What are three quotes that show Liesel loves Rosa, Hans, and Max in The Book Thief?
In short, Liesel loves Rosa, Hans, and Max. Liesel loves Rosa and Hans as mother and father figures. Liesel loves Max as a friend; however, this friendship grows into romantic love due to them being kindred souls.
First, let us look at Liesel’s love of Rosa and Hans as mother and father figures. Liesel’s love of Hans is much stronger than her love for Rosa due to Liesel’s treatment by the two of them. Rosa is a fan of “tough love,” and is quite coarse with Liesel. Rosa often swears and gossips about others, but she is quick to help anyone in need and is a big fan of prayer. Leisel’s love for Rosa is often a result of what she overhears instead of what she observes publicly.
Rosa was sitting with the accordion, praying. “Make them come back alive,” she repeated. “Please, Lord, please. All of them.” Even the wrinkles around her eyes were joining hands. … Rosa would never tell Hans about these moments, but Liesel believed that it must have been those prayers that helped Papa survive.
This is an instance where we can tell Liesel is moved by Rosa’s actions and loves Rosa as a result. Yes, these prayers are overheard; however, they are a testament to how deeply Rosa cares for Hans and, consequently, for Liesel as well. Times like this make up for Rosa’s tough exterior.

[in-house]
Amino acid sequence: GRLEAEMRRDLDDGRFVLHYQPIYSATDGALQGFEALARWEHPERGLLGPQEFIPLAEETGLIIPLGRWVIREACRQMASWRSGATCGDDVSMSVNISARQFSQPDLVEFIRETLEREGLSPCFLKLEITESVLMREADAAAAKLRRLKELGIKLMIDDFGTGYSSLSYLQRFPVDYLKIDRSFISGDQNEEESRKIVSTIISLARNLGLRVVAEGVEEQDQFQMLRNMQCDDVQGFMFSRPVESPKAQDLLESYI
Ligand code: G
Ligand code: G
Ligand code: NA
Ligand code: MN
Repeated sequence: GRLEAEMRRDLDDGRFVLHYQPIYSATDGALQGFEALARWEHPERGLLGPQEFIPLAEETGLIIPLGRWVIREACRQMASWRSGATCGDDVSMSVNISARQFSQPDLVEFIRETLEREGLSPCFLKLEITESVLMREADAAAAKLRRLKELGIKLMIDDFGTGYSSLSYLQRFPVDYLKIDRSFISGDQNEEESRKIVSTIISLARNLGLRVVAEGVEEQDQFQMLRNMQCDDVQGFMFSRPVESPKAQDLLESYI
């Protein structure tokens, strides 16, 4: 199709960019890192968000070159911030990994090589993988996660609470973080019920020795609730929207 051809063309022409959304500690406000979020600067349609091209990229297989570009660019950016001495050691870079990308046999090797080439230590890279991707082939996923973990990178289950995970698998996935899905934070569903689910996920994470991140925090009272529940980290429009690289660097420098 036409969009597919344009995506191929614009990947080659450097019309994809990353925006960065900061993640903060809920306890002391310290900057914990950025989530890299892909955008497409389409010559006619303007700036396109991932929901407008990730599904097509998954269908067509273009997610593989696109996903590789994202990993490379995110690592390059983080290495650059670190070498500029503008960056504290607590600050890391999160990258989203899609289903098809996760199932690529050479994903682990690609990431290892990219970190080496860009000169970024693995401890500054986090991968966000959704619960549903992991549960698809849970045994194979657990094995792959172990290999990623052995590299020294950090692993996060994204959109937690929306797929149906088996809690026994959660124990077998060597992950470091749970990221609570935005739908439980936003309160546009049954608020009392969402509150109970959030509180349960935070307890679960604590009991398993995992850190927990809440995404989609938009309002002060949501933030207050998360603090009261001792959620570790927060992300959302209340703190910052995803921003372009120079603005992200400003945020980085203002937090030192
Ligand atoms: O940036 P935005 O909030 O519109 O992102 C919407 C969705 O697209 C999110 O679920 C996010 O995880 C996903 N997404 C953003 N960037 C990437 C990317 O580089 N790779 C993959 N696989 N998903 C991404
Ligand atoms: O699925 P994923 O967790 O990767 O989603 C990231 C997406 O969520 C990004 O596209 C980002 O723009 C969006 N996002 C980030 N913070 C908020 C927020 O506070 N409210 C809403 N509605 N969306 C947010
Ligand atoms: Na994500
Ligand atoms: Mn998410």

On the other hand, Hans is always gentle. Hans is happy to teach Liesel to read and even offers to sit with Liesel every night as she has nightmares of her brother’s death. Hans does this for Liesel until she no longer needs his help:
Liesel told her papa that she should be old enough now to cope on her own with the dreams. For a moment, he looked a little hurt, but as always with Papa, he gave the right thing to say his best shot. “Well, thank God.” He halfway grinned.
The love between Liesel and Hans, as indicated above, is a good-natured love of child and father-figure. Hans has become so accustomed to sitting with Liesel as she deals with her night terrors, that he has grown fond of the time with Liesel. Liesel loves Hans for his lack of fear to show his love for her at all times.
In regards to Max, Liesel’s kindred spirit and eventual (implied) true love, there is one simple quote near the end that is the perfect evidence:
Liesel came out. They hugged and cried and fell to the floor.
This embrace happens when Liesel and Max are reunited after the war. Of course, when they first meet, Max is a starving Jewish boy and Liesel is a guest in Hans’ and Rosa’s house. They prove themselves to be kindred spirits through their love of books and their tendency towards having nightmares. Max even writes a book for Liesel on the back of Hitler's Mein Kampf. All of these things allow Liesel and Max to grow in both friendship and love leading to the embrace within the quotation above.